At a recent conference (indeed every conference) that I go to, part of the debate revolves around the question… what does Microsoft need to do to be able to move the dial in terms of its share of the search market. Globally, Hitwise and Marketshare are suggesting that Microsoft accounts for less about 3% or search traffic (http://marketshare.hitslink.com/search-engine-market-share.aspx?qprid=4). In the US alone, the share is about double, at 6% according to Comscore (http://www.accuracast.com/search-daily-news/seo-7471/us-search-engine-market-share-data-jan-2009/).Now both sources are very reputable, but I question what’s under the bonnet at Microsoft. What might they still be able to do to dramatically move that dial?
Can MS change the market share just by a uniformity of message?
When we talk about the search engines, we say “Google, Microsoft and Yahoo”; Not “Google, Live and Yahoo” or “Google, MSN and Yahoo”. Indeed – Microsoft’s Adlab tool confirms the clear relative strengths of the three brand names that I associate with Microsoft’s search product:(Source: http://adlab.microsoft.com/Keyword-Forecast/Default.aspx)Now it seems to me that there really shouldn’t be much debate here. Couldn’t Microsoft dramatically increase its profile in search if they simply accepted that they were called “MSN” or “Microsoft” instead of trying to create new brand messages?There is confusion amongst the search community as to where to find Microsoft’s organic search technology. A few years ago, Microsoft had to ask Webmasterworld to change a forum name from “MSN search” to something more appropriate because the product wasn’t “MSN”. They eventually settled on “Microsoft Search Live” to make sure nobody was confused. I am not sure that this isn’t more a case of covering the bases as much as promoting a clear brand message.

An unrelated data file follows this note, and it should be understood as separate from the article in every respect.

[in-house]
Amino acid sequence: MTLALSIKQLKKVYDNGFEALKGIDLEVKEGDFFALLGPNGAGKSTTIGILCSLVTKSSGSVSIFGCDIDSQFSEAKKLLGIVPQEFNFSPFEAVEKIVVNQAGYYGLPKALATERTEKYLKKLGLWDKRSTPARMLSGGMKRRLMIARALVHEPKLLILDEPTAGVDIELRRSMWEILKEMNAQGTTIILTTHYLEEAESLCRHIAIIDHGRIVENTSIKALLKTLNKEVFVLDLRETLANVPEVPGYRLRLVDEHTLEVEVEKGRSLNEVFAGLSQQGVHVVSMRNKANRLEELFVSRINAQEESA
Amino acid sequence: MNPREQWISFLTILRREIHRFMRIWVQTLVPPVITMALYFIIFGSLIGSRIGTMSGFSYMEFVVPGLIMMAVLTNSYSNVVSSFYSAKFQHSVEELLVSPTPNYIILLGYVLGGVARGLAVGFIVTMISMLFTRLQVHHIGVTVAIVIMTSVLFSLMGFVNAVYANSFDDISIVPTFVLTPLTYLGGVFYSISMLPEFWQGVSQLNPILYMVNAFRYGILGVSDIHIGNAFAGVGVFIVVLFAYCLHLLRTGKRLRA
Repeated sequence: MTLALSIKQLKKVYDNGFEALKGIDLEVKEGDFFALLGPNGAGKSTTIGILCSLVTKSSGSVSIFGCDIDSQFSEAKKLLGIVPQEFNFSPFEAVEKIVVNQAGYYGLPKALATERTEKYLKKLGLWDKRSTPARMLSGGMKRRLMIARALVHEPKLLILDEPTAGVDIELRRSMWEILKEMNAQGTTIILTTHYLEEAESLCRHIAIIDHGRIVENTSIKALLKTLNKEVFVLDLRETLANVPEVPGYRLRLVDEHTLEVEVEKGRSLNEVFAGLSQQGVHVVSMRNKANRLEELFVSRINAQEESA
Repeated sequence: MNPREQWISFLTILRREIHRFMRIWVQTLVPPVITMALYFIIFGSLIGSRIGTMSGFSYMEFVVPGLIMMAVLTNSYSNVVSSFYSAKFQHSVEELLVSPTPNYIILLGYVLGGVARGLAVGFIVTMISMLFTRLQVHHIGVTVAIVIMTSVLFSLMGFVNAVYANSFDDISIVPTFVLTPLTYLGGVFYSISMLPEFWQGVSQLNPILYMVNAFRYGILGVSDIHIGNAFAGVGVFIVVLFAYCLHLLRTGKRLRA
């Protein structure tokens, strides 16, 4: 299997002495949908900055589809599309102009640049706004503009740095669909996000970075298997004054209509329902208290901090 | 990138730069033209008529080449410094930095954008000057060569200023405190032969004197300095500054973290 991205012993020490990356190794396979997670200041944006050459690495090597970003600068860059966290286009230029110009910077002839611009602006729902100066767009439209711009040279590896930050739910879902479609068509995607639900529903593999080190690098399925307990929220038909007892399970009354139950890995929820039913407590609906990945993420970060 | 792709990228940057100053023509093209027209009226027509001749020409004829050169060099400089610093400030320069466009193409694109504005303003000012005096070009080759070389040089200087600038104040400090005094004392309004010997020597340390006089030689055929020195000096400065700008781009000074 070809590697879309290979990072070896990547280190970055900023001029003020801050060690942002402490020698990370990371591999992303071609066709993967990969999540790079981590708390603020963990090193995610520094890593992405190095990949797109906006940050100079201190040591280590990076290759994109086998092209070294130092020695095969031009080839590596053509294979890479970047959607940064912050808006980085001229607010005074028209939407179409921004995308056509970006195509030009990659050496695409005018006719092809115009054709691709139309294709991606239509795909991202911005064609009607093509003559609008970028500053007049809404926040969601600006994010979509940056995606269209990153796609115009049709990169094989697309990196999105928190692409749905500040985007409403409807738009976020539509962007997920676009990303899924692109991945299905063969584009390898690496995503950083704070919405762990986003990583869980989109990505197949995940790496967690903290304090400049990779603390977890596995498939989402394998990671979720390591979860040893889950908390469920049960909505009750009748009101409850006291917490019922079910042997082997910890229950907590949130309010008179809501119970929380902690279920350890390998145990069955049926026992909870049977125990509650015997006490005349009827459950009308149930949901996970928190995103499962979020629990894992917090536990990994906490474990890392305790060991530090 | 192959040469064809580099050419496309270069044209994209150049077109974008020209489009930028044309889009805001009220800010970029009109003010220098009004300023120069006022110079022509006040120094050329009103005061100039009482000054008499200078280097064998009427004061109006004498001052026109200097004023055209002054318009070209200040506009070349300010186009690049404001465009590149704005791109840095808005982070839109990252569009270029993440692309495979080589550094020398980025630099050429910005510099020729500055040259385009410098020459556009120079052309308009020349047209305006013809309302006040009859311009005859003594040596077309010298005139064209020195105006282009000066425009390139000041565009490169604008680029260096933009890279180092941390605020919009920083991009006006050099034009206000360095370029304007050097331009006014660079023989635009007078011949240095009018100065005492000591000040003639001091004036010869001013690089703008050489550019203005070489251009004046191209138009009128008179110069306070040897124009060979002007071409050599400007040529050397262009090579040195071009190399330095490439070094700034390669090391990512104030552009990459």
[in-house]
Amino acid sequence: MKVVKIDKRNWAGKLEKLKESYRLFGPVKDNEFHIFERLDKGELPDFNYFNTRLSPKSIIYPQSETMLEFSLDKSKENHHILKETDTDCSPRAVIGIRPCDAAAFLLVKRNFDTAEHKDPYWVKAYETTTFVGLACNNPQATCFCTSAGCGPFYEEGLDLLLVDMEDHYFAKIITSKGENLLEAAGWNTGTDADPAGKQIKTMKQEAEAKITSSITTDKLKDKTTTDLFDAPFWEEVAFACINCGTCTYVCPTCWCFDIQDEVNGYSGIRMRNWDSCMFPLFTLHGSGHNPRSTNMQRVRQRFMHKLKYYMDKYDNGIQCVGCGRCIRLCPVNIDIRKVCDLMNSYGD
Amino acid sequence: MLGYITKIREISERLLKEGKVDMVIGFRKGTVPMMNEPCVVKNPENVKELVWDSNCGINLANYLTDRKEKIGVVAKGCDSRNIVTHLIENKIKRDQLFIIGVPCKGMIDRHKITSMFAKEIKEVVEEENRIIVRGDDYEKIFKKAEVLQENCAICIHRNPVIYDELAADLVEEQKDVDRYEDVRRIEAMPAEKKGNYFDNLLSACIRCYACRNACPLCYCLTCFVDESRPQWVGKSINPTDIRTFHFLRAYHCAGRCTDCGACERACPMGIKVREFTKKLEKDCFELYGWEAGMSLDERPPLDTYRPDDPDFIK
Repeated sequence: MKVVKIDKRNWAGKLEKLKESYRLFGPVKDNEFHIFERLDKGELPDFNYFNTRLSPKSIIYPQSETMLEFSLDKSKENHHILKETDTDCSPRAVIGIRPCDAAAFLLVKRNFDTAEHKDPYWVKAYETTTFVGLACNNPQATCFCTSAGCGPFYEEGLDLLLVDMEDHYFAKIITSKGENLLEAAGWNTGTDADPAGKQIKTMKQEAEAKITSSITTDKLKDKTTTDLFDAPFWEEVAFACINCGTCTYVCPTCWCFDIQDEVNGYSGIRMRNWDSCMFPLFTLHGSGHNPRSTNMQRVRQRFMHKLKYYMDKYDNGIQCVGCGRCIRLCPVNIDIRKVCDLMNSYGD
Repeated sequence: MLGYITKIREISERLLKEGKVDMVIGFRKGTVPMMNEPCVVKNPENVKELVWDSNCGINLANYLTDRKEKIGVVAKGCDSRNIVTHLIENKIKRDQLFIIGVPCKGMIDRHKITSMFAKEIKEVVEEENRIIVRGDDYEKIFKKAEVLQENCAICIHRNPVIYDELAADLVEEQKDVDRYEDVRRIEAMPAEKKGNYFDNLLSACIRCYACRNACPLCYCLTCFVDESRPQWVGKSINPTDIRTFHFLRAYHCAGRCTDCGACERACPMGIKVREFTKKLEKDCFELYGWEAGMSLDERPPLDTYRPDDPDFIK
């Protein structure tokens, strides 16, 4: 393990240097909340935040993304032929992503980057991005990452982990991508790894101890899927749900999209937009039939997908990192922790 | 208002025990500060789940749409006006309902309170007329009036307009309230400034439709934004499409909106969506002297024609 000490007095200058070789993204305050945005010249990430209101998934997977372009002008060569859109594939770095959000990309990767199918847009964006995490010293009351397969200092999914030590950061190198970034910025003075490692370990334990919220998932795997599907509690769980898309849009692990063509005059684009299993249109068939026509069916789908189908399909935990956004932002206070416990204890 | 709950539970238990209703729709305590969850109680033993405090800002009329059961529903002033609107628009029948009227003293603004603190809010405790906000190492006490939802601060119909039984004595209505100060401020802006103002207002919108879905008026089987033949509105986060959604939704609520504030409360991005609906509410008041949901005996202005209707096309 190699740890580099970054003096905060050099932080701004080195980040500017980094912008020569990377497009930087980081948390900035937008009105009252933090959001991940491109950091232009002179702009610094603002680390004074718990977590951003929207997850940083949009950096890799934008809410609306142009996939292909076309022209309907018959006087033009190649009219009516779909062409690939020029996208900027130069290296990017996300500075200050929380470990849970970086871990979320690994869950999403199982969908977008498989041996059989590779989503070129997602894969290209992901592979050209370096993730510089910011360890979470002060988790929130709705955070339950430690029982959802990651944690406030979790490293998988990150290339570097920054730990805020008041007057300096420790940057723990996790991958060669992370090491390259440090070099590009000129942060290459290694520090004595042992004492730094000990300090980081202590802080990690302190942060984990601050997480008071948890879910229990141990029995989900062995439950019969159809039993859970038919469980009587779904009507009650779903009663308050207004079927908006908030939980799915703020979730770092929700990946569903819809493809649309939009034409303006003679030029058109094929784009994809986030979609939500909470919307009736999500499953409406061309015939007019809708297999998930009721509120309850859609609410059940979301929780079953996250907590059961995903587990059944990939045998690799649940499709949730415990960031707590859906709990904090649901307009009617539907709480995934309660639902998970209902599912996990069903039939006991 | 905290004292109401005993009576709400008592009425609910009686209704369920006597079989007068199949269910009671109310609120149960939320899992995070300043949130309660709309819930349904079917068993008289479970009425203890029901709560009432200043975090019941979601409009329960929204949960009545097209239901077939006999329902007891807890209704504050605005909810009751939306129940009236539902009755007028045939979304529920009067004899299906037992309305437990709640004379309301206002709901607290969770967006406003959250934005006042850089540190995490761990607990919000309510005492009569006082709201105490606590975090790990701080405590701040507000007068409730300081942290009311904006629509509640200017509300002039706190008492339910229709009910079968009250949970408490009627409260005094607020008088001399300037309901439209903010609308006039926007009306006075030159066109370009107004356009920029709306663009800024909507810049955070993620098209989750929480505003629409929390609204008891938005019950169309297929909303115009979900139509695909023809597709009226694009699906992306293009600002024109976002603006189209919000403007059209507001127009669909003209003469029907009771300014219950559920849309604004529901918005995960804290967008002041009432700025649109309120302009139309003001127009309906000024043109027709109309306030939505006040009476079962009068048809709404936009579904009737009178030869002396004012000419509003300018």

Can MS change the market share by changing the paradigm?
Over the last year or so, agencies tracking these things have decided to expand “search” to include social networking sites like Facebook and Twitter. In doing this, they should rightly bring in Instant Messenger and other MSN products. If they do this, then we should really start to see a different model of the search landscape.(Source: Compete.com)So if Microsoft starts to really mine properties like Microsoft.com and MSN.com, we quite clearly start to see a very different picture of Market Share. Compete suggests that adding MSN usage and Microsoft usage together we en up with similar unique visitors to Google… and we haven’t even included Live.com or other Microsoft owned properties. Of course – the traffic is qualitatively different… people are not at Microsoft.com just for search purposes – but at the moment, all the metrics seem to be judging Microsoft on its core search platforms in terms of market share. If Microsoft can educate the monitoring companies to include much of their other web properties in the calculation, then they start to look like a much more serious contender.About the Author:Dixon Jones is the managing director of Receptional, a UK based Internet Marketing Consultancy. He also runs a personal blog at http://dixonjones.com and can be found on Twitter.